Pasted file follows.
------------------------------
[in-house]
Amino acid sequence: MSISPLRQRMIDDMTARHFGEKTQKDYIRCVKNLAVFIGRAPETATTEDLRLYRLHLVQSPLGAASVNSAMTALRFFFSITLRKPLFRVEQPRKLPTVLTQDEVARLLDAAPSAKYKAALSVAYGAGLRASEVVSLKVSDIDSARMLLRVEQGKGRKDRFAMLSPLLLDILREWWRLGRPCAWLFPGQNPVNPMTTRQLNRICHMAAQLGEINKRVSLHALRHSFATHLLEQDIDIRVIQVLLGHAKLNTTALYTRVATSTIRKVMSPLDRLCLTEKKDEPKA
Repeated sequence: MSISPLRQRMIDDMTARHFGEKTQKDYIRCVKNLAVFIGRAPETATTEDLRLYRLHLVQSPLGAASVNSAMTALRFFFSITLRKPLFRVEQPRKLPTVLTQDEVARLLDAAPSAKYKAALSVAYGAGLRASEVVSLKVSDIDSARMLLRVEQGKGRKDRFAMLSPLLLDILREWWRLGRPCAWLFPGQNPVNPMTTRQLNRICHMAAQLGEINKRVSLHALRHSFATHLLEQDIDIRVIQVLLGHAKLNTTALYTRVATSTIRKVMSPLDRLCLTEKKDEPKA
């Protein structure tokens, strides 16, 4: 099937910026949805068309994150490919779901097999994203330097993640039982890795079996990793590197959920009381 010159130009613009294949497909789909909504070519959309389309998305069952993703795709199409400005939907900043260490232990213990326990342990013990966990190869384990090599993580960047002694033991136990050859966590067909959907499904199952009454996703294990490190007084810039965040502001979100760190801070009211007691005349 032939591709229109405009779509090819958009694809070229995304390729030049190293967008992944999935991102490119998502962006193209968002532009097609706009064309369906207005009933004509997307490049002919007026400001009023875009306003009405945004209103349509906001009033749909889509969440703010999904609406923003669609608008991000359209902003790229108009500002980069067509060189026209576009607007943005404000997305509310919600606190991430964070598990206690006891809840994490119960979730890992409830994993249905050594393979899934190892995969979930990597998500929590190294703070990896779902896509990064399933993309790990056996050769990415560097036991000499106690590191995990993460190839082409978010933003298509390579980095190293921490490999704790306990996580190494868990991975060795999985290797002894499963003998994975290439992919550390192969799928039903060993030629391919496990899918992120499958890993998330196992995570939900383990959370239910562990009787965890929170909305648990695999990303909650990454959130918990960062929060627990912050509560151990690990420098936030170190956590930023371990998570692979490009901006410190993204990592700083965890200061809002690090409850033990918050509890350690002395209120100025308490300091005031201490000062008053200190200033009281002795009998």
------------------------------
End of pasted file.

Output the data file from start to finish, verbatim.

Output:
[in-house]
Amino acid sequence: MSISPLRQRMIDDMTARHFGEKTQKDYIRCVKNLAVFIGRAPETATTEDLRLYRLHLVQSPLGAASVNSAMTALRFFFSITLRKPLFRVEQPRKLPTVLTQDEVARLLDAAPSAKYKAALSVAYGAGLRASEVVSLKVSDIDSARMLLRVEQGKGRKDRFAMLSPLLLDILREWWRLGRPCAWLFPGQNPVNPMTTRQLNRICHMAAQLGEINKRVSLHALRHSFATHLLEQDIDIRVIQVLLGHAKLNTTALYTRVATSTIRKVMSPLDRLCLTEKKDEPKA
Repeated sequence: MSISPLRQRMIDDMTARHFGEKTQKDYIRCVKNLAVFIGRAPETATTEDLRLYRLHLVQSPLGAASVNSAMTALRFFFSITLRKPLFRVEQPRKLPTVLTQDEVARLLDAAPSAKYKAALSVAYGAGLRASEVVSLKVSDIDSARMLLRVEQGKGRKDRFAMLSPLLLDILREWWRLGRPCAWLFPGQNPVNPMTTRQLNRICHMAAQLGEINKRVSLHALRHSFATHLLEQDIDIRVIQVLLGHAKLNTTALYTRVATSTIRKVMSPLDRLCLTEKKDEPKA
């Protein structure tokens, strides 16, 4: 099937910026949805068309994150490919779901097999994203330097993640039982890795079996990793590197959920009381 010159130009613009294949497909789909909504070519959309389309998305069952993703795709199409400005939907900043260490232990213990326990342990013990966990190869384990090599993580960047002694033991136990050859966590067909959907499904199952009454996703294990490190007084810039965040502001979100760190801070009211007691005349 032939591709229109405009779509090819958009694809070229995304390729030049190293967008992944999935991102490119998502962006193209968002532009097609706009064309369906207005009933004509997307490049002919007026400001009023875009306003009405945004209103349509906001009033749909889509969440703010999904609406923003669609608008991000359209902003790229108009500002980069067509060189026209576009607007943005404000997305509310919600606190991430964070598990206690006891809840994490119960979730890992409830994993249905050594393979899934190892995969979930990597998500929590190294703070990896779902896509990064399933993309790990056996050769990415560097036991000499106690590191995990993460190839082409978010933003298509390579980095190293921490490999704790306990996580190494868990991975060795999985290797002894499963003998994975290439992919550390192969799928039903060993030629391919496990899918992120499958890993998330196992995570939900383990959370239910562990009787965890929170909305648990695999990303909650990454959130918990960062929060627990912050509560151990690990420098936030170190956590930023371990998570692979490009901006410190993204990592700083965890200061809002690090409850033990918050509890350690002395209120100025308490300091005031201490000062008053200190200033009281002795009998």